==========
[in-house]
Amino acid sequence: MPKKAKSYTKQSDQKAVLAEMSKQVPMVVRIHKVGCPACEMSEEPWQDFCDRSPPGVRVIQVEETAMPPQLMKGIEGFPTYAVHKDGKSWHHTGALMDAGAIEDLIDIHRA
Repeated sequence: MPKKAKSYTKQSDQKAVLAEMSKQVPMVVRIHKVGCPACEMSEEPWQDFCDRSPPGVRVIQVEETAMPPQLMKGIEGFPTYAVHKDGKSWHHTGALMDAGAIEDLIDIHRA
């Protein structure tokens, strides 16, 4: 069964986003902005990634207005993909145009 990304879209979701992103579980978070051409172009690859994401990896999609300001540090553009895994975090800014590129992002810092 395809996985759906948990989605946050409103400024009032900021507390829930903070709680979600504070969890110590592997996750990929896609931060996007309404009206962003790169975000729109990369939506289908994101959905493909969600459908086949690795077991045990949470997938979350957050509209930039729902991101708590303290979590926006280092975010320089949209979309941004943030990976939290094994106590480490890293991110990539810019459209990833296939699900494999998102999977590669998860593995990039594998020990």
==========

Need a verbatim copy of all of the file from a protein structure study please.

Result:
[in-house]
Amino acid sequence: MPKKAKSYTKQSDQKAVLAEMSKQVPMVVRIHKVGCPACEMSEEPWQDFCDRSPPGVRVIQVEETAMPPQLMKGIEGFPTYAVHKDGKSWHHTGALMDAGAIEDLIDIHRA
Repeated sequence: MPKKAKSYTKQSDQKAVLAEMSKQVPMVVRIHKVGCPACEMSEEPWQDFCDRSPPGVRVIQVEETAMPPQLMKGIEGFPTYAVHKDGKSWHHTGALMDAGAIEDLIDIHRA
């Protein structure tokens, strides 16, 4: 069964986003902005990634207005993909145009 990304879209979701992103579980978070051409172009690859994401990896999609300001540090553009895994975090800014590129992002810092 395809996985759906948990989605946050409103400024009032900021507390829930903070709680979600504070969890110590592997996750990929896609931060996007309404009206962003790169975000729109990369939506289908994101959905493909969600459908086949690795077991045990949470997938979350957050509209930039729902991101708590303290979590926006280092975010320089949209979309941004943030990976939290094994106590480490890293991110990539810019459209990833296939699900494999998102999977590669998860593995990039594998020990």